Robo-voting? Investment advisors on the panel made the case, with regard to the recommendations of proxy advisors, there was very little so-called “robo-voting.” Asset manager State Street, for example, said that proxy advisors were used to execute State Street’s own voting guidelines, as well as for research and operational ease. Others described a similar approach. ISS and Glass Lewis maintained that they do not drive voting decisions; rather, investors follow their own policies, and ISS and GL help execute votes in accordance with instructions. GL also noted that 80% of its voting is customized. An active fund manager indicated that it needed proxy advisors for their independent research function, workflow management and data aggregation. A smaller wealth manager advised that, from a practical perspective, it needed the help of proxy advisors to fulfill its duty of care and execute mechanics; without the assistance of proxy advisors, over time, its research department would spend more time on proxy research than on investment analysis. Its practice was first to perform due diligence on the benchmark standards and determine if they were consistent with the view of the firm.

Conflicts of interest. The proxy advisors discussed how they address the standard proxy advisor conflicts of interest through disclosure and ethical walls. However, the representative of the American Enterprise Institute, former Senator Phil Gramm, offered quite a unique take on the issue. Gramm harkened back to the Enlightenment, where the idea was to allow people to follow their own ideas and interests in using the fruits of their labor, and the corporation was allowed to develop in the interests of shareholders independent of the government, guilds and social conventions, and subject only to the constraints of the Parliament. In his view, the real conflict of interest lies in those organized special interest groups that, because they are unable to convince the legislature or the agencies to adopt laws or rules promoting their views, instead use “intimidation” to impose policies on corporate America that, in Gramm’s view, are not in the interests of shareholders. In his view, the index funds, a growing category of investment fund, advocated in favor of certain high-profile social issues that have gained public favor strictly as a marketing tool to promote their funds. When investment advisors vote against social issues and are identified as part of the “flat-earth society,” they will see an adverse effect on the marketability of their products. As index funds grow, he predicted, this problem would increase, with the result that we would “undo the Enlightenment” and return to the Middle Ages, where these “leeches” bled business and stopped growth. It’s one thing, he said, for a holder to vote its own shares on social issues, but when voting the shares of others, they should vote only to increase shareholder value. The problem as he saw it was the SEC’s position that allowed index and other investment funds to fulfill their fiduciary responsibilities by following the advice of proxy advisors. (See this PubCo post.) He advocated that no investment advisor should be exempt from fulfilling its fiduciary duties and that the SEC reverse its position on Staff Legal Bulletin No. 20, “Proxy Voting Responsibilities of Investment Advisers and Availability of Exemptions from the Proxy Rules for Proxy Advisory Firms.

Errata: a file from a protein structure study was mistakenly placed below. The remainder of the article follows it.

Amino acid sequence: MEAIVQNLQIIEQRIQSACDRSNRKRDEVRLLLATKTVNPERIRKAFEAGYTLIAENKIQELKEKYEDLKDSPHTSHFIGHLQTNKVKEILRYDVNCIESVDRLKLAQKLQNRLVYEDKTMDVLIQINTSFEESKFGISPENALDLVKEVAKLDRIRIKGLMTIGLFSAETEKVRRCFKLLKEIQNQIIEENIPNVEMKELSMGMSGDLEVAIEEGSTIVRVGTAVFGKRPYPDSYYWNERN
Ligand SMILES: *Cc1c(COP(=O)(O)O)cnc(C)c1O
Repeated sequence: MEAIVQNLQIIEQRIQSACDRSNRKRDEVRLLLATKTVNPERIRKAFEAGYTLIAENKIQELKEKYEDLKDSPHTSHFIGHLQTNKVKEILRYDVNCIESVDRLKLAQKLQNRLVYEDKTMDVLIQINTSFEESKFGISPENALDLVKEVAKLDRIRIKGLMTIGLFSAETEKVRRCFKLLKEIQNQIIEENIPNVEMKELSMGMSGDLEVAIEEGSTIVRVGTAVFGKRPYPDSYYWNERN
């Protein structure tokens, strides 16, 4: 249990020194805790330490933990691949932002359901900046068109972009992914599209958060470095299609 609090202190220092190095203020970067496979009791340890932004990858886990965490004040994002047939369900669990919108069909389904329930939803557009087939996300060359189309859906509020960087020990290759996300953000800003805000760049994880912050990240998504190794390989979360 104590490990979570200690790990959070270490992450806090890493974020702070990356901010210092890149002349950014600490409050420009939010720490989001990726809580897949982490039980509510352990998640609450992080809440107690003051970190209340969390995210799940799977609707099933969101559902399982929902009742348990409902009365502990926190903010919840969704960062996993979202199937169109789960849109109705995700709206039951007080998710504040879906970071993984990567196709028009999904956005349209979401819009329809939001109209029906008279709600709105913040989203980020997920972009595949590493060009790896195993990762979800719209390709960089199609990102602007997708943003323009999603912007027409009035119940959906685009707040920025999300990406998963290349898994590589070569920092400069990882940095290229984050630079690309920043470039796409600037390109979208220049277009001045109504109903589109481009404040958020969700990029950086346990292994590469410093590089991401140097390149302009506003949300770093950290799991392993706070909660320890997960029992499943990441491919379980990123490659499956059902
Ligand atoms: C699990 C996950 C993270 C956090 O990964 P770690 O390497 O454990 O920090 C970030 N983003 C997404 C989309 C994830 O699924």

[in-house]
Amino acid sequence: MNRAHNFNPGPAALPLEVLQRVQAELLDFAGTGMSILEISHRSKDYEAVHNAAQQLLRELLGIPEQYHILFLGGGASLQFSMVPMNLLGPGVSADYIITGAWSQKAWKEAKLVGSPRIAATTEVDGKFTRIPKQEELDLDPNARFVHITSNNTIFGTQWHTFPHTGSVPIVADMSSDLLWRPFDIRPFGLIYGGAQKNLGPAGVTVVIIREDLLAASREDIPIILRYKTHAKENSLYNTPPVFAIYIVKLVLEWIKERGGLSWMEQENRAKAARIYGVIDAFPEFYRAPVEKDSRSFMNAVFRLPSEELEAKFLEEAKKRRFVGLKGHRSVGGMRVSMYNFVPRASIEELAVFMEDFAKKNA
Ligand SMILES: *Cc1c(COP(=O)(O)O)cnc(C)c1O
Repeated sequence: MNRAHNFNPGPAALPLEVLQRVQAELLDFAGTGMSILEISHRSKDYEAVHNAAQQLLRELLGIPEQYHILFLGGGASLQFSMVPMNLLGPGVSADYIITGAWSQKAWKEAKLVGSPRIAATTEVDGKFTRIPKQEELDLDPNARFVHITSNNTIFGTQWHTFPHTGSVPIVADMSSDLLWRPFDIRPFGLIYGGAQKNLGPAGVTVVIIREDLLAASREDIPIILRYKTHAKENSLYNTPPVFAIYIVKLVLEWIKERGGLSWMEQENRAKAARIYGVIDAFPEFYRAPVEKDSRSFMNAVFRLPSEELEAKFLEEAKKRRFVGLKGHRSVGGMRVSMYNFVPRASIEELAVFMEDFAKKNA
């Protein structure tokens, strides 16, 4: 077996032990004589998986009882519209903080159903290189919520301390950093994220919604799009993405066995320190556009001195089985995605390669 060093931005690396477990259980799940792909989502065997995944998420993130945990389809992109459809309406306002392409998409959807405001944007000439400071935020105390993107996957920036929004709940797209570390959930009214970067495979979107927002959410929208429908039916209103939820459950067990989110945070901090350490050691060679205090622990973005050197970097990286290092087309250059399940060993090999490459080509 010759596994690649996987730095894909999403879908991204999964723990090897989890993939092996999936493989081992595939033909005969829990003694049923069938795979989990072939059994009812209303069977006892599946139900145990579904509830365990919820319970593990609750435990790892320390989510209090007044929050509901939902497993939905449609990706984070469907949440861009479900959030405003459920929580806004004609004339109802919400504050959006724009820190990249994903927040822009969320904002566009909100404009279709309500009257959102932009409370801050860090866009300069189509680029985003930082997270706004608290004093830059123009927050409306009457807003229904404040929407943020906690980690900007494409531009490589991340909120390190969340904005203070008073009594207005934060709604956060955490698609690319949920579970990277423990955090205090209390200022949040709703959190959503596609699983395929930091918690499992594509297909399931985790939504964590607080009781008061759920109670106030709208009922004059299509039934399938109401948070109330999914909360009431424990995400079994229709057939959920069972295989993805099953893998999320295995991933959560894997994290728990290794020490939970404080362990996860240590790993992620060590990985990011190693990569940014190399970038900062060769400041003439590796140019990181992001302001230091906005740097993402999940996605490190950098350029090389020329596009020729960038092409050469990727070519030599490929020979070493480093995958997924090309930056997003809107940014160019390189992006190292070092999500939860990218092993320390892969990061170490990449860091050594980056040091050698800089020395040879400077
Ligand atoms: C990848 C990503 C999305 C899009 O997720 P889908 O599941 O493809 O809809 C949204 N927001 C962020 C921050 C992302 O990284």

The State Street representative agreed that it does have a fiduciary responsibility, but that State Street believed that ESG does affect sustainable long-term economic value and shareholder returns and that its strategy involved taking these issues into account. State Street takes its time in evaluating issues—how does the risk, such as an environmental risk, manifest itself? It’s not about “values,” she said, but rather about long-term “value.” (Of course, there are numerous studies supporting the case that good ESG practices can improve operational and stock price performance. See, e.g., this PubCo post and this PubCo post.) Another wealth manager argued that, given the small proportion of shareholder proposals relative to other voting issues, to curtail the manager’s ability to rely on proxy advisors’ advice for this reason would be an instance of the tail wagging the dog.

Correcting the record. Other issues discussed included the difficulty experienced by smaller companies in attempting to correct the record when errors are made in the proxy advisors’ analyses. One suggestion was to consider requiring a more iterative process involving the company prior to publication of the recommendation or perhaps even an ombudsman to resolve disputes. ISS suggested that some “errors” are actually just differences of opinion, and noted that some of its clients, for whom the reports are prepared, do not want ISS to share the report with companies before they see it.

Proxy advisor registration. Surprisingly, there did not seem to be much call for registration of proxy advisors, possibly because of the fear of rising costs associated with registration and further regulation. However, last week, a bipartisan group of six Senators introduced the Corporate Governance Fairness Act, which would require the SEC to regulate proxy advisers under the Investment Advisers Act. The bill would subject the firms to periodic SEC examinations, including review of the firms’ conflict-of-interest policies.